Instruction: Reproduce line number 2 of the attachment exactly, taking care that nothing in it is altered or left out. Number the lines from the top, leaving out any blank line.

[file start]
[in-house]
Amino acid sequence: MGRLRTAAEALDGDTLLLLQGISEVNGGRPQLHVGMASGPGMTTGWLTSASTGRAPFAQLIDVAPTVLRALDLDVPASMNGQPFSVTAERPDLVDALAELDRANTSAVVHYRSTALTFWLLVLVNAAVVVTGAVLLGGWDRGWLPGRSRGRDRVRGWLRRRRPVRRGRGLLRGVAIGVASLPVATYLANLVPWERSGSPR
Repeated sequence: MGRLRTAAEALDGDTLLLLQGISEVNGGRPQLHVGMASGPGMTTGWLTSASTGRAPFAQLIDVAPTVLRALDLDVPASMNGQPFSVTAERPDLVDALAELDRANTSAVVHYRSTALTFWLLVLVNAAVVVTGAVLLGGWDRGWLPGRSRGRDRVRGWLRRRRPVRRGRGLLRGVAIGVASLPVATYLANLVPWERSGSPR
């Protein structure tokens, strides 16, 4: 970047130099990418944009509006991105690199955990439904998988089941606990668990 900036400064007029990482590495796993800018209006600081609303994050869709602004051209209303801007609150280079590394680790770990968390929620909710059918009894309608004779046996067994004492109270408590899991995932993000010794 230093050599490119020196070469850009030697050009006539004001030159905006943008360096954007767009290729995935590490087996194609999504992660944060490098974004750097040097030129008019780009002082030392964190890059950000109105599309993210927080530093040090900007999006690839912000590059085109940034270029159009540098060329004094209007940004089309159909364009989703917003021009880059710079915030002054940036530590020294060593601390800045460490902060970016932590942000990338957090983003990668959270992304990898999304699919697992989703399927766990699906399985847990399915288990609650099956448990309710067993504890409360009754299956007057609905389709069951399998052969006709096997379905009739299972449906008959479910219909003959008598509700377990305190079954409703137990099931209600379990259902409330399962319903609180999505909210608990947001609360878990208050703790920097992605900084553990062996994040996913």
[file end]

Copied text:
Amino acid sequence: MGRLRTAAEALDGDTLLLLQGISEVNGGRPQLHVGMASGPGMTTGWLTSASTGRAPFAQLIDVAPTVLRALDLDVPASMNGQPFSVTAERPDLVDALAELDRANTSAVVHYRSTALTFWLLVLVNAAVVVTGAVLLGGWDRGWLPGRSRGRDRVRGWLRRRRPVRRGRGLLRGVAIGVASLPVATYLANLVPWERSGSPR